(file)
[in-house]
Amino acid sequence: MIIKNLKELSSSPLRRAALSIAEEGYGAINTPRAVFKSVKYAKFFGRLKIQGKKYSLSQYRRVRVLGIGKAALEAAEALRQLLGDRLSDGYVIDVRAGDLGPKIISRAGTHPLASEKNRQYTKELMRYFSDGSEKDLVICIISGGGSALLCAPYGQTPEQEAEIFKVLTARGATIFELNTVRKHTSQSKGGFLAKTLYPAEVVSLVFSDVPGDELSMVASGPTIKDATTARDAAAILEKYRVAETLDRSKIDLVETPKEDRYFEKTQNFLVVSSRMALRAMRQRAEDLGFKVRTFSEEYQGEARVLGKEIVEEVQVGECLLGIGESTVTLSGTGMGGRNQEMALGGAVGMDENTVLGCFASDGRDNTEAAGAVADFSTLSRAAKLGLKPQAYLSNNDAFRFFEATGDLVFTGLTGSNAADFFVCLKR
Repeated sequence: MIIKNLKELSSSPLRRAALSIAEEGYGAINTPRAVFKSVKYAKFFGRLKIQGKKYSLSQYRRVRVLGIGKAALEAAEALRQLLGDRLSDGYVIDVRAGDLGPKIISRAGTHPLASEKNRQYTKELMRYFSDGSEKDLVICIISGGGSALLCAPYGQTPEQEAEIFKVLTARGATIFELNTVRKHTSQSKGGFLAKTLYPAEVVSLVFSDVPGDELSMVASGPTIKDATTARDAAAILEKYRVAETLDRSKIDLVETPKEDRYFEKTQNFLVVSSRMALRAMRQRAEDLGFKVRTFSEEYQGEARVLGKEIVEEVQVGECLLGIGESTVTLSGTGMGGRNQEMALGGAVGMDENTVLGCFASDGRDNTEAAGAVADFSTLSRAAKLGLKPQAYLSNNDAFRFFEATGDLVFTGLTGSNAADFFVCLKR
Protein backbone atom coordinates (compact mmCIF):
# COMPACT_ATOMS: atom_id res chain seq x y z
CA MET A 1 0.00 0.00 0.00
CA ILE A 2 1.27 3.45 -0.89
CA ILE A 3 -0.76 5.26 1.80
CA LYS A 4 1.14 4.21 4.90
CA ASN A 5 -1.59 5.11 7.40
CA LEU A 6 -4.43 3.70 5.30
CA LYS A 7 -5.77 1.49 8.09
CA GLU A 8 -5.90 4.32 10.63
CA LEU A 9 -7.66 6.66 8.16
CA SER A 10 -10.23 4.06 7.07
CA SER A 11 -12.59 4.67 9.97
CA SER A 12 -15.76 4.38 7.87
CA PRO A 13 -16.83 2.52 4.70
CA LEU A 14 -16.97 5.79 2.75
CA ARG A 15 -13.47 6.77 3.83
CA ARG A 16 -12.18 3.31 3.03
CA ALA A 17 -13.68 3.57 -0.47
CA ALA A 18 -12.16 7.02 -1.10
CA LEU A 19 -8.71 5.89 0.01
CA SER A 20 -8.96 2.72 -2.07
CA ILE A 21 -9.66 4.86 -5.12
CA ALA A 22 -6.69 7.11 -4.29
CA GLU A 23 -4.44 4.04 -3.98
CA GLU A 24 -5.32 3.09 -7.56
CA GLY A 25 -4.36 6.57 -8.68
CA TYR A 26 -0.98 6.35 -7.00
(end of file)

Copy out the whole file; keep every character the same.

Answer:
[in-house]
Amino acid sequence: MIIKNLKELSSSPLRRAALSIAEEGYGAINTPRAVFKSVKYAKFFGRLKIQGKKYSLSQYRRVRVLGIGKAALEAAEALRQLLGDRLSDGYVIDVRAGDLGPKIISRAGTHPLASEKNRQYTKELMRYFSDGSEKDLVICIISGGGSALLCAPYGQTPEQEAEIFKVLTARGATIFELNTVRKHTSQSKGGFLAKTLYPAEVVSLVFSDVPGDELSMVASGPTIKDATTARDAAAILEKYRVAETLDRSKIDLVETPKEDRYFEKTQNFLVVSSRMALRAMRQRAEDLGFKVRTFSEEYQGEARVLGKEIVEEVQVGECLLGIGESTVTLSGTGMGGRNQEMALGGAVGMDENTVLGCFASDGRDNTEAAGAVADFSTLSRAAKLGLKPQAYLSNNDAFRFFEATGDLVFTGLTGSNAADFFVCLKR
Repeated sequence: MIIKNLKELSSSPLRRAALSIAEEGYGAINTPRAVFKSVKYAKFFGRLKIQGKKYSLSQYRRVRVLGIGKAALEAAEALRQLLGDRLSDGYVIDVRAGDLGPKIISRAGTHPLASEKNRQYTKELMRYFSDGSEKDLVICIISGGGSALLCAPYGQTPEQEAEIFKVLTARGATIFELNTVRKHTSQSKGGFLAKTLYPAEVVSLVFSDVPGDELSMVASGPTIKDATTARDAAAILEKYRVAETLDRSKIDLVETPKEDRYFEKTQNFLVVSSRMALRAMRQRAEDLGFKVRTFSEEYQGEARVLGKEIVEEVQVGECLLGIGESTVTLSGTGMGGRNQEMALGGAVGMDENTVLGCFASDGRDNTEAAGAVADFSTLSRAAKLGLKPQAYLSNNDAFRFFEATGDLVFTGLTGSNAADFFVCLKR
Protein backbone atom coordinates (compact mmCIF):
# COMPACT_ATOMS: atom_id res chain seq x y z
CA MET A 1 0.00 0.00 0.00
CA ILE A 2 1.27 3.45 -0.89
CA ILE A 3 -0.76 5.26 1.80
CA LYS A 4 1.14 4.21 4.90
CA ASN A 5 -1.59 5.11 7.40
CA LEU A 6 -4.43 3.70 5.30
CA LYS A 7 -5.77 1.49 8.09
CA GLU A 8 -5.90 4.32 10.63
CA LEU A 9 -7.66 6.66 8.16
CA SER A 10 -10.23 4.06 7.07
CA SER A 11 -12.59 4.67 9.97
CA SER A 12 -15.76 4.38 7.87
CA PRO A 13 -16.83 2.52 4.70
CA LEU A 14 -16.97 5.79 2.75
CA ARG A 15 -13.47 6.77 3.83
CA ARG A 16 -12.18 3.31 3.03
CA ALA A 17 -13.68 3.57 -0.47
CA ALA A 18 -12.16 7.02 -1.10
CA LEU A 19 -8.71 5.89 0.01
CA SER A 20 -8.96 2.72 -2.07
CA ILE A 21 -9.66 4.86 -5.12
CA ALA A 22 -6.69 7.11 -4.29
CA GLU A 23 -4.44 4.04 -3.98
CA GLU A 24 -5.32 3.09 -7.56
CA GLY A 25 -4.36 6.57 -8.68
CA TYR A 26 -0.98 6.35 -7.00